SCOTTISH-BORN Luke Patience is ‘an excitable wee man’ who cannot wait to move into Team GB accommodation on Portland today for the final Olympic countdown.

Patience, who will be representing Great Britain in the men’s 470 dinghy event with best mate and crewman Stuart Bithell, recently claimed silver on home waters at the Skandia Sail for Gold regatta.

The 25-year-olds are relishing every moment of their first Games but ‘business is business’ and their focus is on winning medals not the Olympic experience.

“I’m so excited – today’s when it all starts,” said Patience, who lives in Weston, Portland.

“The venue opens and we’re under the wing of Team GB for the final build-up for the Games.

“Some teams aren’t moving into RYA Portland House yet but me and Stuart want to get ourselves locked in and to get used to it really.”

From today, Team GB Olympic contenders across the country will be wearing the same coloured kit each day – either red, white or blue.

All the athletes have also been provided with Team GB iPhones to minimise distractions during Games time.

Patience said: “It’s a different environment, a different type of Weymouth and Portland for the best part of three and a half weeks.”

At the Skandia Sail for Gold Ball in London, the official send-off for the British sailing team, BBC Sport presenter Richard Simmonds revealed that his editor had thought Patience was a rock star rather than a sailor.

Patience joked: “It was something to do with my kilt or hair, or perhaps both.”

The young helm is proud he was the first Scottish athlete selected for Team GB.

He said: “I can feel the warmth of everyone back there, who’ve helped me to get this far, including RYA Scotland and the Scottish Institute of Sport.

“Every athlete has a dream and it’s up to the individual to put all your eggs in one basket and go for it.

“But you wouldn’t get there half as quickly if you didn’t have all that support along the way.

“There’s a whole army behind your wee story.”

Patience described his Skandia Team GBR teammates as ‘a fun breed’ of people who ‘didn’t lose their personalities in the sport’.

He said: “We’re like a big family.

“You can do your own thing or hang out, go fishing, it’s that easy.

“Everyone’s a good laugh.”

He revealed: “Table tennis, that’s where you get the real pecking order of the team.

“Hannah (Mills) is good, so is Stuart and Ben (Chell) our sports psychologist.”

The London 2012-bound sailors face high expectations, as Britain has been the most successful sailing nation at the past three Olympic Games.

Patience said: “We all talk about the experience of the Games and it being an amazing event. It’s true but at the end of the day we’re here for one reason and that’s to win medals.

“Business is business and to come away with fourth and the experience is not enough.

“I hate losing. I’m not here for the experience, I’m here to win.

“The Olympics will only be enjoyable if we perform to our best, only then will we sleep easy at night.

“Me and Stuart are confident that doing all we can is firmly good enough to win Olympic Games and a medal – you can only control what you can do.”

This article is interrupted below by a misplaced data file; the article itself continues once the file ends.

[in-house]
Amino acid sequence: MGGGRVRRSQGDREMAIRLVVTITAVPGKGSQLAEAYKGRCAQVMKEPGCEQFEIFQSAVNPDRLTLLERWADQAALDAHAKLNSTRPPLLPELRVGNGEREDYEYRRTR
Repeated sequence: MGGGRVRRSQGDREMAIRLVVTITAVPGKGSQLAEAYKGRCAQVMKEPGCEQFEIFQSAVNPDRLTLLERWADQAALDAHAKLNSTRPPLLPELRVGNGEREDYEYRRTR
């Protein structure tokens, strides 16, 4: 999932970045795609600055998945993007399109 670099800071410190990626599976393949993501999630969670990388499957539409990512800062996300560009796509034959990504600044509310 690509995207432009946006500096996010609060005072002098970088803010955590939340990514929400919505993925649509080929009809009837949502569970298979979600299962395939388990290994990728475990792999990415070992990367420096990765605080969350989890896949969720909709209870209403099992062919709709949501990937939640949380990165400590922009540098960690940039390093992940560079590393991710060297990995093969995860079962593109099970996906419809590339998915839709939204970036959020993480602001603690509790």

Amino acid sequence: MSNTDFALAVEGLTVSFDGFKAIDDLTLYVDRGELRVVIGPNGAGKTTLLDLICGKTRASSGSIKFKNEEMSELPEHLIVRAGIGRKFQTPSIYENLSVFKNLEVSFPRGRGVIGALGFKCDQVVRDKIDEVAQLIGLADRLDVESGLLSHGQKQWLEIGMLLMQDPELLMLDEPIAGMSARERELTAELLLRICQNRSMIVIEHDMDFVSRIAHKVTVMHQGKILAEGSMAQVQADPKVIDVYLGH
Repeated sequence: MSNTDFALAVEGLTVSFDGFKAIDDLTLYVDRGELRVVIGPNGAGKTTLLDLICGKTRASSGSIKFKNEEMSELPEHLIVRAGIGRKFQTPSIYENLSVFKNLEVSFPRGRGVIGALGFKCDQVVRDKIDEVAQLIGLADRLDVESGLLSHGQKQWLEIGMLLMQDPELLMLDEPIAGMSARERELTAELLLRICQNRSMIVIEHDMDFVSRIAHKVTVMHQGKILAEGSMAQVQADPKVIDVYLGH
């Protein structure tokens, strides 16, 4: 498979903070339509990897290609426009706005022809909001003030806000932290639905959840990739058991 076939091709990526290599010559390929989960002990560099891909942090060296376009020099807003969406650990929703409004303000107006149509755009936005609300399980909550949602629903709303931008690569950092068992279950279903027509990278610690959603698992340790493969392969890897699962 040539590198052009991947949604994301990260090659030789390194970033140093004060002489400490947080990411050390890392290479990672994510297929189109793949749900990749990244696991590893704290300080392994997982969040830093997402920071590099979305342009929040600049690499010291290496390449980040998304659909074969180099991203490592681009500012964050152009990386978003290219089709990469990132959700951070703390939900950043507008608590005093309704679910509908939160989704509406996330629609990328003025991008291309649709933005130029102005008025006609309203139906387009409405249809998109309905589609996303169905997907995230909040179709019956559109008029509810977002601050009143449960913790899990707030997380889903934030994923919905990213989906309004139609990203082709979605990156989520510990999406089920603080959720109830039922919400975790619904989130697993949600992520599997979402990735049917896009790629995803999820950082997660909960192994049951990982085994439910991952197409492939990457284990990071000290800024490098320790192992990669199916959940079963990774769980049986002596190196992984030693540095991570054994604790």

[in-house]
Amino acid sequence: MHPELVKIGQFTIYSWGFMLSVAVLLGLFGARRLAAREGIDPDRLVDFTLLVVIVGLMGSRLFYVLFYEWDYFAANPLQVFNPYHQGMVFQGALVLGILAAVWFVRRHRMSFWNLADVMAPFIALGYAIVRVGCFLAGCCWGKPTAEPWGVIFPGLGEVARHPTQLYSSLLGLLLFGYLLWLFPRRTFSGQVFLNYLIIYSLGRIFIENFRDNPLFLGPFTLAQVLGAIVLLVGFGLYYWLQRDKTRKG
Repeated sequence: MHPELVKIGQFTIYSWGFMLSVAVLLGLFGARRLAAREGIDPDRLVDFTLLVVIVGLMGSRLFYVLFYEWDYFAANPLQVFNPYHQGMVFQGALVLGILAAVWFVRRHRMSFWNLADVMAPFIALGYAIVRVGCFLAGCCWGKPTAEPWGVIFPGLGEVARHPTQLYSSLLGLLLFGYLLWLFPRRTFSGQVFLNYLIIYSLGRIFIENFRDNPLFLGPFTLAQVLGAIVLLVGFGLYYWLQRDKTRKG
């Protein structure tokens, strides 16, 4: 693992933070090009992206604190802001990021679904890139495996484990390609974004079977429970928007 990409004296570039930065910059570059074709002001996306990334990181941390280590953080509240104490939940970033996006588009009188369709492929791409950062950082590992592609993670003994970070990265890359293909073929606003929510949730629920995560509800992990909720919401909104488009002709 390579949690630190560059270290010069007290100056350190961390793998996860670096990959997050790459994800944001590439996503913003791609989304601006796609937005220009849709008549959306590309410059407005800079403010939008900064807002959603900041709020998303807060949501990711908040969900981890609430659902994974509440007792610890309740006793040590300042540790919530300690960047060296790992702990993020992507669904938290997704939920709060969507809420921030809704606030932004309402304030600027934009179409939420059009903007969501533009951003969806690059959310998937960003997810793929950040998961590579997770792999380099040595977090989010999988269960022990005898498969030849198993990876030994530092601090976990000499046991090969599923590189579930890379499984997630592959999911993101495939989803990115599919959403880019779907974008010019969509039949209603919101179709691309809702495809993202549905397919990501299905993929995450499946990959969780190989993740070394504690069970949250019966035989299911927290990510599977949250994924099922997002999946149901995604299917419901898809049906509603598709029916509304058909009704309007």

Patience grew up around boats but his ‘active interest’ in sailing began aged seven at Rhu Marina, near Helensburgh on the west coast of Scotland.

He said: “It’s a gorgeous part of the world and a tricky place to sail with tides and wind shifts.”

His first experience of Weymouth was attending a youth Optimist selection event, aged about 10.

“I remember coming down the Ridgeway and seeing plants I’d never seen in my life. I thought I was arriving in some tropical place and I couldn’t believe how warm it was.”

He added: “I’m forever Scotland at heart but I feel at home here, particularly on Portland. They’re quite warm people, always ready for a chat and a blether.”

Patience and Bithell grew up together on the youth circuit – ‘travelling the European tour, having a blast, being young and naïve, doing all the things you should do when you’re in the early years of Olympic sailing.’ While they had always raced against each other, it had not occurred to them to join forces.

Patience said: “We came to the spring of 2009, Stuart had cut ties with his sailing partnership.

“I did two or three more events with my sailing partner at the time but I wasn’t feeling it – all the hard work hadn’t got us to where I wanted to be.

“We were a few weeks away from the 470 World Championships in Copen-hagen in August 2009 and I’d resigned myself to not going.

“Then I got a phone call from Stuart saying: ‘Do you fancy giving it a go?’ “We decided to have a laugh, went with a relaxed approach and won silver.

“As we stood there on the podium, getting the medals put around our necks we looked at each other and decided then and there to campaign for 2012.”

Patience and Bithell faced a nervous wait last year when their British rivals – double Olympic silver medallist Nick Rogers and crew Chris Grube – gained Olympic test event selection after outperforming them at Skandia Sail for Gold 2011.

But when Rogers and Grube did not secure a medal and Team Patience/Bithell won silver at last December’s World Championships in Perth, Australia, they earned the nod from RYA selectors in January.

Patience said: “We never doubted ourselves, we learned valuable lessons at Sail for Gold, about getting the balance between seizing opportunities and sensing danger.

“I can’t wait until we start racing on the Nothe, hopefully we’ll put on a good show.

“My mum, dad, sister, her boyfriend and a few relatives are coming down – they’ve gone to town and made Patience-Bithell stickers and T-shirts.

“We’re so lucky to be of this generation for the home Games, we’ve worked so hard and for so many years.

“I’m an excitable wee man and it’s not hard for me to get gee’d up.

“I can’t wait to get on to the starting line and be like: ‘Come on then, bring it on.’”